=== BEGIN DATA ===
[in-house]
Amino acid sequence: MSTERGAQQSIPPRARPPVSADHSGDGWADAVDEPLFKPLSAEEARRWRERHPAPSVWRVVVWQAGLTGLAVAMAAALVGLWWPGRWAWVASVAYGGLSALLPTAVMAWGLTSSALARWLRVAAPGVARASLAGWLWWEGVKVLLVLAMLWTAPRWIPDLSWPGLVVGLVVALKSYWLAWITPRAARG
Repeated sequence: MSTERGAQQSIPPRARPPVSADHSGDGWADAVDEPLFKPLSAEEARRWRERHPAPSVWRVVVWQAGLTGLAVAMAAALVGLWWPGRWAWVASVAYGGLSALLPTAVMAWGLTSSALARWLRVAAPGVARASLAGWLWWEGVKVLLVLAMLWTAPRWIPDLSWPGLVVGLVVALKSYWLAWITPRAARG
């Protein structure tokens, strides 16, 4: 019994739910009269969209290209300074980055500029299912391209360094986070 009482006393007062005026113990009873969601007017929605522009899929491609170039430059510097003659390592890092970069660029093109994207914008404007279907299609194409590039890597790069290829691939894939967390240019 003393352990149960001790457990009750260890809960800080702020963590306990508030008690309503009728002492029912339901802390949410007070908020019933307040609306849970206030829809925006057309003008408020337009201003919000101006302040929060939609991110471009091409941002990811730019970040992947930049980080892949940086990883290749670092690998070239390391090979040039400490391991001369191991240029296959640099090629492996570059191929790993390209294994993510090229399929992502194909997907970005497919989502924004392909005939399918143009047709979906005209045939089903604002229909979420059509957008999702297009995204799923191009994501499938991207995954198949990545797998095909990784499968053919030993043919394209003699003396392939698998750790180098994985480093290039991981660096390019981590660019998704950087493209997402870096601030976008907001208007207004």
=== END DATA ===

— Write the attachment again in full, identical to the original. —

[in-house]
Amino acid sequence: MSTERGAQQSIPPRARPPVSADHSGDGWADAVDEPLFKPLSAEEARRWRERHPAPSVWRVVVWQAGLTGLAVAMAAALVGLWWPGRWAWVASVAYGGLSALLPTAVMAWGLTSSALARWLRVAAPGVARASLAGWLWWEGVKVLLVLAMLWTAPRWIPDLSWPGLVVGLVVALKSYWLAWITPRAARG
Repeated sequence: MSTERGAQQSIPPRARPPVSADHSGDGWADAVDEPLFKPLSAEEARRWRERHPAPSVWRVVVWQAGLTGLAVAMAAALVGLWWPGRWAWVASVAYGGLSALLPTAVMAWGLTSSALARWLRVAAPGVARASLAGWLWWEGVKVLLVLAMLWTAPRWIPDLSWPGLVVGLVVALKSYWLAWITPRAARG
């Protein structure tokens, strides 16, 4: 019994739910009269969209290209300074980055500029299912391209360094986070 009482006393007062005026113990009873969601007017929605522009899929491609170039430059510097003659390592890092970069660029093109994207914008404007279907299609194409590039890597790069290829691939894939967390240019 003393352990149960001790457990009750260890809960800080702020963590306990508030008690309503009728002492029912339901802390949410007070908020019933307040609306849970206030829809925006057309003008408020337009201003919000101006302040929060939609991110471009091409941002990811730019970040992947930049980080892949940086990883290749670092690998070239390391090979040039400490391991001369191991240029296959640099090629492996570059191929790993390209294994993510090229399929992502194909997907970005497919989502924004392909005939399918143009047709979906005209045939089903604002229909979420059509957008999702297009995204799923191009994501499938991207995954198949990545797998095909990784499968053919030993043919394209003699003396392939698998750790180098994985480093290039991981660096390019981590660019998704950087493209997402870096601030976008907001208007207004």